a curious collection of landscape specimens
This project will be presented in future as a joint print exhibit. You can get a flavour for it though…
This joint presentation by photographers Samantha Chrysanthou and Darwin Wiggett brings together a beautiful collection of colourful images that, on the surface, delight the eye and invite us to move in for a closer inspection of these wondrous curiosities. But upon doing so a more disturbing realization dawns. In Samantha’s Pressed Landscapes collection, the landscapes captured appear somewhat distorted, even flattened as if pressed between the pages of a scrapbook. Darwin’s Artography is a breathtaking collection of paired images inside one frame: from a distance, the images sparkle like delicate butterfly wings in their collector’s boxes. As we come closer, we see that each graphic image is actually a small scenic speared with a pin as if to a mounting board in a box.
Referencing the fascination with natural history and the triumph of science among European cultures from the 1700s to 1800s, this joint project reminds us of a time of intense colonization and appropriation of both human and natural cultures. During the Victorian era, popular hobbies such as pressing flowers or pinning insects provided the beholder with a piece of art comprised of natural things – even as the act of preserving necessitated the death of the object so valued. With this collection, the artists invite us to ponder whether our love of landscapes and our need to possess them through extensive travel to build our own private digital libraries is a factor in their destruction. This question is especially relevant in today’s era where photography is characterized by more and more adventure travel to far-flung and fragile destinations. Is our need to bring home our own trophy images for our ‘digital wall’ leading to the very loss of these special places? Read on to learn more about each artists’ project.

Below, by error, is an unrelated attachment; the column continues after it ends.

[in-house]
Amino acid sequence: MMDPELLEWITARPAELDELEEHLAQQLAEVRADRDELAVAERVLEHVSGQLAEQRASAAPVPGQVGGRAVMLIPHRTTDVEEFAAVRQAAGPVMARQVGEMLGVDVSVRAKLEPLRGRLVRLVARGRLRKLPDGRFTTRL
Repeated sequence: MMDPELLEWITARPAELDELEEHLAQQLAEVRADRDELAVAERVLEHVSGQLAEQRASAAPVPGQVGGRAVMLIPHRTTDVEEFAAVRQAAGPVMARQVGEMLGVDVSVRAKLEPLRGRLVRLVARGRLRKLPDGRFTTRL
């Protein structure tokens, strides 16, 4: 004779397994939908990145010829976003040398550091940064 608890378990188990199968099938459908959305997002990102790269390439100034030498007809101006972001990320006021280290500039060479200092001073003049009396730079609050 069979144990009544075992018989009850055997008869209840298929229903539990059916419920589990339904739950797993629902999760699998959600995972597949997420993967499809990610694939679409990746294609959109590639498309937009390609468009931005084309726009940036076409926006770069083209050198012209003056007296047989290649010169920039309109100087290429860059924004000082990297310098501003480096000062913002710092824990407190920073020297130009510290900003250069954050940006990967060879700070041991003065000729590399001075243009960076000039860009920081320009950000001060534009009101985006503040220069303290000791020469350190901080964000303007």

A popular pastime in Victorian England was to collect and preserve interesting plants and flowers in a scrapbook. Then the specimen could be examined again and again for the delight and curiosity such flora evoked in the collector. Preserving specimens for study was also common in science, and a library of collectibles evinced a rational and enlightened man. The question of whether the very act of collecting and preserving flora and fauna justified the death of the living thing collected was largely absent from discourse. Collection was an entitlement of education and the right to enjoy the natural aesthetic of living things.
In our current era of mass extinction known as the Anthropocene, Samantha’s collection of pressed landscapes draws a parallel to the fad of collecting and preserving in the Victorian era. The previously bound pages hint at disturbing questions: What hand took care to collect and press these scenics? What has happened to the environments from which these scenes were taken? Is all we have left of these places imperfectly preserved and slightly damaged paper ripped from a lost a book?
Darwin’s Artography project strives first to show the graphic aspect inherent in nature and second to have these abstract elements reveal themselves as rather straightforward intimate scenes.
But there is more to Artography than an exhortation to look closer at the artful natural world. By arranging his images in tableaux, in giant, wall-mounted boxes, Darwin also harkens back to the Victorian tradition of collectors’ boxes. Fascination with natural history led to the creation of massive collections of insects, plants and animals that delighted viewers even as the survival of these species was threatened through increased contact with foreign material and over-harvest. Rare and prized, Darwin’s collectors’ boxes suggest parallels between the actions of zealous collectors of times past and today’s travelers whose desire to experience these fragile places for themselves and obtain their own collection of images raises the threat of over-visitation.